Hollywood Classics: Winter 2013

Hollywood Classics: Winter 2013

Hollywood Classics: Winter 2013

Hollywood Classics: Winter 2013

Hollywood Classics: Winter 2013

TIFF Cinematheque - Hollywood Classics

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This season's slate of vintage Hollywood favourites and rarities includes everything from pantheon classics and eye-popping silent spectacles to classic chillers, doom-haunted noirs and widescreen musical extravaganzas.

Films in Hollywood Classics: Winter 2013

    • Dracula
    • Tod Browning
    • Bela Lugosi set the standard for all screen Draculas to follow in the first official film adaptation of Bram Stoker's classic vampire novel.

    • No events playing at this time.
    • The Spiral Staircase
    • Robert Siodmak
    • A mute woman who works as a nurse in a gloomy old mansion fears that she has been targeted by a serial killer in this classic Gothic thriller.

    • No events playing at this time.
    • Wild Girl
    • Raoul Walsh
    • A backwoods vixen (Joan Bennett) laughs, loves and fights her way through the Sierra Nevada mountains in Raoul Walsh's hectic and hilarious hillbilly melodrama.

    • No events playing at this time.
    • Hangmen Also Die
    • Fritz Lang
    • Fritz Lang and Bertolt Brecht collaborated on this tense WWII thriller based on the real-life assassination of SS number-two man and "Butcher of Prague" Reinhard Heydrich.

    • No events playing at this time.
    • Carmen Jones
    • Otto Preminger
    • Dorothy Dandridge became the first African American to ever be nominated for the Best Actress Academy Award for her blazingly hot performance in Otto Preminger's electrifying widescreen musical.

    • No events playing at this time.
    • Intolerance
    • D.W. Griffith
    • D.W. Griffith's colossal, centuries-spanning spectacle is one of the most influential films in the history of cinema.

    • No events playing at this time.
    • Pursued
    • Raoul Walsh
    • Robert Mitchum stars as a man haunted (and hunted) by the demons of his past in this noir-ish, Freudian western by the great Raoul Walsh.

    • No events playing at this time.
    • Frankenstein
    • James Whale
    • "It's alive!" Boris Karloff became a screen icon for the ages as the green-skinned, flat-topped monster in the definitive film version of the classic horror tale.

    • No events playing at this time.
    • Sunrise: A Song of Two Humans
    • F.W. Murnau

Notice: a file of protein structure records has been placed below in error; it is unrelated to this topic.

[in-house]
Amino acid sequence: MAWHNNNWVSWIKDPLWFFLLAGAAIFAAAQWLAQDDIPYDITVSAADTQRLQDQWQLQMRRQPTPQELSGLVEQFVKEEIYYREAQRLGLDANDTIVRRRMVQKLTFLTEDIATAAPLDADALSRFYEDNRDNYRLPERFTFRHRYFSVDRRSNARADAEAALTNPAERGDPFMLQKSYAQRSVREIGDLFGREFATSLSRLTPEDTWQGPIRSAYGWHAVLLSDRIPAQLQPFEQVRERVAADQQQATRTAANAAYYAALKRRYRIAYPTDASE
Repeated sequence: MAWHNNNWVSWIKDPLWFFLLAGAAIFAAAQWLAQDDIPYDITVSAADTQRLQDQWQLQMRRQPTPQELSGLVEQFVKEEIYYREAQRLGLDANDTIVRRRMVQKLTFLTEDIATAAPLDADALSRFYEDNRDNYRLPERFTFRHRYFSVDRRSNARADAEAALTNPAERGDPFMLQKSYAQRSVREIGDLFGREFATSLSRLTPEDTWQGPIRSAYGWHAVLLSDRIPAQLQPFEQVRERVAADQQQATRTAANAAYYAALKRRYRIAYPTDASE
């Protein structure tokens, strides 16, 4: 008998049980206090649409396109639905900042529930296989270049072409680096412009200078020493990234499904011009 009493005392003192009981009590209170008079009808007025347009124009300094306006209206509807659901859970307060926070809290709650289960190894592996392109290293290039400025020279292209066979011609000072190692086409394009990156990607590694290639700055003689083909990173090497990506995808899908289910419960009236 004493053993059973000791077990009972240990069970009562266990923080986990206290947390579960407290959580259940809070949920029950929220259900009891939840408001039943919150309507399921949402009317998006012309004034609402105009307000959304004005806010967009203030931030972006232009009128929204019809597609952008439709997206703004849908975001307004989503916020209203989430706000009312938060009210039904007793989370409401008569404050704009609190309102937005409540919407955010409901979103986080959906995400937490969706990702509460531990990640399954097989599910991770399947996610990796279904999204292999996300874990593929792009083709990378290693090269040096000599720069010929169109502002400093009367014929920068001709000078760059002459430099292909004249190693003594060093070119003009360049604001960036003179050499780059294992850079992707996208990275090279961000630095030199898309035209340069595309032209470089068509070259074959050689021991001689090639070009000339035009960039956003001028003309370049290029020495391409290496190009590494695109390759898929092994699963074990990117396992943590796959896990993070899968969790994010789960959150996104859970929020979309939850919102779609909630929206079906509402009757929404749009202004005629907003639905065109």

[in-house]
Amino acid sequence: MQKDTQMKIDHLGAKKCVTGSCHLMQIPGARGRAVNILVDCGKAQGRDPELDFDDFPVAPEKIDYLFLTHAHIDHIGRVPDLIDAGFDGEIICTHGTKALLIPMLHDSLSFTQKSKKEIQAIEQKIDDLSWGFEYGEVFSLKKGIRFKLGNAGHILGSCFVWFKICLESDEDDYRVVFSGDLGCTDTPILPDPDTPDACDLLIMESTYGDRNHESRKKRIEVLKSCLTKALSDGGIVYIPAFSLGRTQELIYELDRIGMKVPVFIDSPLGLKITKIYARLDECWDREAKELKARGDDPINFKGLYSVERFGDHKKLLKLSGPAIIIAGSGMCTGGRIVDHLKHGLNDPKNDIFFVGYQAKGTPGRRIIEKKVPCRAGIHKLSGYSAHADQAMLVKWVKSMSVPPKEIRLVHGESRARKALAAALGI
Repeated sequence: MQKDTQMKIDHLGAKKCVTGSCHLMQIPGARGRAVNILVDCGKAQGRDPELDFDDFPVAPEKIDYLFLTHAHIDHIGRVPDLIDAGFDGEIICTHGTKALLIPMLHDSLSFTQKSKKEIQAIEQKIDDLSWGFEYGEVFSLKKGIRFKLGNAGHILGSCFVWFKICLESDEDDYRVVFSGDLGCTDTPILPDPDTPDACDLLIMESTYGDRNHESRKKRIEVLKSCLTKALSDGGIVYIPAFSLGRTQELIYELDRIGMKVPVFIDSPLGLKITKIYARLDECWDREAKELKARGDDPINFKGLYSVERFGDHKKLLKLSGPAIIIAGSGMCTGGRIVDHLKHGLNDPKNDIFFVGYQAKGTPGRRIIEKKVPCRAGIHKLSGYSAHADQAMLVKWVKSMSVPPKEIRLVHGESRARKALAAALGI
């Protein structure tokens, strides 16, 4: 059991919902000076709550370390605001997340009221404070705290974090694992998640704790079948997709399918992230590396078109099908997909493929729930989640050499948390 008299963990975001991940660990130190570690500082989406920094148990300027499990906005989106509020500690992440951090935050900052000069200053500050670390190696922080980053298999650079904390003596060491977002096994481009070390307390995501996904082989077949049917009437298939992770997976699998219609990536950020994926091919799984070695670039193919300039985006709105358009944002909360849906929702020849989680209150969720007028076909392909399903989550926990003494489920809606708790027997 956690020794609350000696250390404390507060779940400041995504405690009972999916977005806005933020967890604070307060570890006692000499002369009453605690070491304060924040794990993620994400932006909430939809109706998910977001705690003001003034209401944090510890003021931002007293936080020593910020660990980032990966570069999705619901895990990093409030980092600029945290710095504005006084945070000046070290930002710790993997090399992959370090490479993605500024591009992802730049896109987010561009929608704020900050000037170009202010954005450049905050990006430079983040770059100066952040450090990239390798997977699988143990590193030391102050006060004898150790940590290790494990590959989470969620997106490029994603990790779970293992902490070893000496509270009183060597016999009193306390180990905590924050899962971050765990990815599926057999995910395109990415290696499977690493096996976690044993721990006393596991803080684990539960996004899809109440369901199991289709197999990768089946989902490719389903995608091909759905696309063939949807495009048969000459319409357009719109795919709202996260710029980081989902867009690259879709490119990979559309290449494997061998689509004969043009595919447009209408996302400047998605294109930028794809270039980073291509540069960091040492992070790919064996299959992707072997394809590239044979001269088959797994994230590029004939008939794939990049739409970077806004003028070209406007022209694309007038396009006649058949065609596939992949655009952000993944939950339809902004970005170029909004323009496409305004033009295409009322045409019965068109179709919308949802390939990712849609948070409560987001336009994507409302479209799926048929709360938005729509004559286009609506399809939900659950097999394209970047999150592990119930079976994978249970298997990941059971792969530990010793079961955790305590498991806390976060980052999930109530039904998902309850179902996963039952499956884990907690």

• F.W. Murnau's visionary tale of love imperilled and rekindled is considered the pinnacle of silent film art.

    • No events playing at this time.
    • Citizen Kane
    • Orson Welles
    • The most famous debut in film history and long regarded as the greatest film ever made, Orson Welles' legendary chronicle of the rise and fall of a Hearst-like newspaper magnate retains its power to enthrall, confound and overwhelm.

    • No events playing at this time.
    • The Thief of Bagdad
    • Raoul Walsh
    • A grinning, swashbuckling Douglas Fairbanks stars in this breathtaking Arabian Nights fantasia, one of the most expensive and elaborate films of the silent era.

    • No events playing at this time.
    • Marnie
    • Alfred Hitchcock
    • Sean Connery and Tippi Hedren star in Alfred Hitchcock's twisted tale of sexual pathology and compulsive crime.

    • No events playing at this time.

What is the greatest film ever made? If you're not already tired of pondering the recent Sight & Sound Top Ten poll — in which Hitchcock's fetishistic Vertigo finally displaced Welles' once invincible Citizen Kane to ascend to that hallowed status — take note that, following last season's presentation of The Searchers, this edition of Hollywood Classics completes our survey of the Hollywood titles in the new S&S rankings: Citizen Kane and Sunrise return to the Cinematheque screen, along with special 70mm presentations of both 2001: A Space Odyssey and Vertigo. And since many critics preferred Marnie to Madeleine as their tormented Hitchcock blonde, we also bring her strange and inexhaustible tale back for consideration.

Looking beyond the canon, the great Raoul Walsh receives a three-film mini-retrospective with a new restoration of the ur-swashbuckler The Thief of Bagdad, the totally delightful pre-Code Wild Girl (recently preserved by New York's Museum of Modern Art), and an archival restoration of the ever-intense Pursued, a noir western that looks forward to the Freudian fifties and pairs up nicely with Robert Siodmak's The Spiral Staircase, another mid-forties psychological thriller involving childhood trauma. The vintage chills of Frankensteinand Dracula, in new DCPs made to mark the centenary of the Universal studio, prove the ultimate in poetic horror, and the rest is spectacle: Otto Preminger's incendiary widescreen musical Carmen Jones and a new digital restoration of D. W. Griffith's epic Intolerance, one of the most influential films in the history of cinema.

—James Quandt

Thanks to Anne Morra and Mary Keene, The Museum of Modern Art, New York; Steven Hill and Todd Wiener, UCLA Film & Television Archive.